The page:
There are a few widely scattered records in the literature for Isotomurus palustris var. maculatus but it is now thought probable that it is a species in its own right. The dorsal pattern of Isotomurus maculatus is quite distinctive (Fig. 1) and it seems to be found mainly in sites associated with human activity. In The Netherlands, Matty Berg has found Isotomurus maculatus to be very common in gardens, heaps of dead leaves in car parks and against the walls of houses, small ridges between paving stones and other similar sites. In a garden in Reading, Isotomurus maculatus occurred among liverworts growing in the cracks between the stones of a shaded path. During periods of rain, Isotomurus palustris could also be found in the same habitat.
The map for Isotomurus palustris contains many literature records that should probably refer to Isotomurus maculatus before it was recognised as a separate species and not simply a colour variety of Isotomurus palustris.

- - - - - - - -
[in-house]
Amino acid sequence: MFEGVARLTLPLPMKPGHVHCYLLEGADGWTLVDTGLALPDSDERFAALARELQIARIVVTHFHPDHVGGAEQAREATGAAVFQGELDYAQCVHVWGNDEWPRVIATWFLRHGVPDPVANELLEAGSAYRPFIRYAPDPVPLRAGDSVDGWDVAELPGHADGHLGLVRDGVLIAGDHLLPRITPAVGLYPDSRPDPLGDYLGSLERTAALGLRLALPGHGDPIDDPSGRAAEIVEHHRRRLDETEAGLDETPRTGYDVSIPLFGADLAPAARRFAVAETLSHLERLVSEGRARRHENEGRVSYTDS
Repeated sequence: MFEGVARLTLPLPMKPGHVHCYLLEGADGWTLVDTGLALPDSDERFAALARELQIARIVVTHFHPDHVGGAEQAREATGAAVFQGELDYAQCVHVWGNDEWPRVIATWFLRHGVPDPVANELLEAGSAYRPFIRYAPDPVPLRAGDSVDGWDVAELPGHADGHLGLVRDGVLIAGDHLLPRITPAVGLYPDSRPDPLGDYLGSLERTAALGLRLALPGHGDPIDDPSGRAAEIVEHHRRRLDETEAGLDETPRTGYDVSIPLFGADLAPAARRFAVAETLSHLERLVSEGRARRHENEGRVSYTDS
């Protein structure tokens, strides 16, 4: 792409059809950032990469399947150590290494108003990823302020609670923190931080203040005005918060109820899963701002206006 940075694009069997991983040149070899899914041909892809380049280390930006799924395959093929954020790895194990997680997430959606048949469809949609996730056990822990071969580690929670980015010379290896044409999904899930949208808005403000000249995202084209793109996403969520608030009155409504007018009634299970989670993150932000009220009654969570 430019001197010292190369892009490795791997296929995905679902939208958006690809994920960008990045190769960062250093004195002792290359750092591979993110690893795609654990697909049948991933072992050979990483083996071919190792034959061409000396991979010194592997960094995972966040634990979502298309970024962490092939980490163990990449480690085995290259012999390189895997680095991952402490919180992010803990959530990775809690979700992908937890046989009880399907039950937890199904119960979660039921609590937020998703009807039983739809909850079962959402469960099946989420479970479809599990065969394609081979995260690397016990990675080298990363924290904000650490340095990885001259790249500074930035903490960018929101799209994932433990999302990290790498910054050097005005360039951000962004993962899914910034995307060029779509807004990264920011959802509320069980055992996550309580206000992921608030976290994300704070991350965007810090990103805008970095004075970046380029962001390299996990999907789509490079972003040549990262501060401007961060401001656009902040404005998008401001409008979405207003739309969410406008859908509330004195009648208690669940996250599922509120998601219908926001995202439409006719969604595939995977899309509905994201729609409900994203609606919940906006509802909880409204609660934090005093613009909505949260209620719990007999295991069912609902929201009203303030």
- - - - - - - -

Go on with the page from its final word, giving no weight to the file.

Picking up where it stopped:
There is an excellent web site on European Isotomurus by Antonio Carapelli and colleagues at the University of Siena [http://www.unisi.it/ricerca/dip/collemboli/isotopage/intro.htm]
Recently an Isotomurus maculatus - collected in 2013 from the gardens of Froebel college, Roehampton lane, London - had its COI molecular barcode sequenced, and proved to be 100% identical to a collection of Isotomurus maculatus from Marion Island in the sub-antarctic! Doubtless another example of western ships carrying accidental stow-aways.